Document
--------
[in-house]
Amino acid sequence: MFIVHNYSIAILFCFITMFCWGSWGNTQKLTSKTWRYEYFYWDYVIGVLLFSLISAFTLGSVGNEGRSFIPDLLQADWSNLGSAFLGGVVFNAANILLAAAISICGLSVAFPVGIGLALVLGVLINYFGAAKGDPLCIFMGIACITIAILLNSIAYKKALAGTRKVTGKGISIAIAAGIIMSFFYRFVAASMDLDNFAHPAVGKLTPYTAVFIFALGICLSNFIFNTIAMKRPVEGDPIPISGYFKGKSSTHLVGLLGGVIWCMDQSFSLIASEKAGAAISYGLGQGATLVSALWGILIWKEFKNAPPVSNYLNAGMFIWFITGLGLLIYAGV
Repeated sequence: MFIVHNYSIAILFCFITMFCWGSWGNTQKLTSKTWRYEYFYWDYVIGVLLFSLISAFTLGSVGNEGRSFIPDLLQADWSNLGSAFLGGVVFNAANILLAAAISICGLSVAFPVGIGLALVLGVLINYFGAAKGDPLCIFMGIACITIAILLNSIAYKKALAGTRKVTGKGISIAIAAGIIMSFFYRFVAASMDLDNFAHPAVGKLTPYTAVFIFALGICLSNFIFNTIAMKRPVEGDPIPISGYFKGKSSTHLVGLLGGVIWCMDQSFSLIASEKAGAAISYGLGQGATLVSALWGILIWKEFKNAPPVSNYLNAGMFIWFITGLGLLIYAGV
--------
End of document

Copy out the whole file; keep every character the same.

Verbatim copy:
[in-house]
Amino acid sequence: MFIVHNYSIAILFCFITMFCWGSWGNTQKLTSKTWRYEYFYWDYVIGVLLFSLISAFTLGSVGNEGRSFIPDLLQADWSNLGSAFLGGVVFNAANILLAAAISICGLSVAFPVGIGLALVLGVLINYFGAAKGDPLCIFMGIACITIAILLNSIAYKKALAGTRKVTGKGISIAIAAGIIMSFFYRFVAASMDLDNFAHPAVGKLTPYTAVFIFALGICLSNFIFNTIAMKRPVEGDPIPISGYFKGKSSTHLVGLLGGVIWCMDQSFSLIASEKAGAAISYGLGQGATLVSALWGILIWKEFKNAPPVSNYLNAGMFIWFITGLGLLIYAGV
Repeated sequence: MFIVHNYSIAILFCFITMFCWGSWGNTQKLTSKTWRYEYFYWDYVIGVLLFSLISAFTLGSVGNEGRSFIPDLLQADWSNLGSAFLGGVVFNAANILLAAAISICGLSVAFPVGIGLALVLGVLINYFGAAKGDPLCIFMGIACITIAILLNSIAYKKALAGTRKVTGKGISIAIAAGIIMSFFYRFVAASMDLDNFAHPAVGKLTPYTAVFIFALGICLSNFIFNTIAMKRPVEGDPIPISGYFKGKSSTHLVGLLGGVIWCMDQSFSLIASEKAGAAISYGLGQGATLVSALWGILIWKEFKNAPPVSNYLNAGMFIWFITGLGLLIYAGV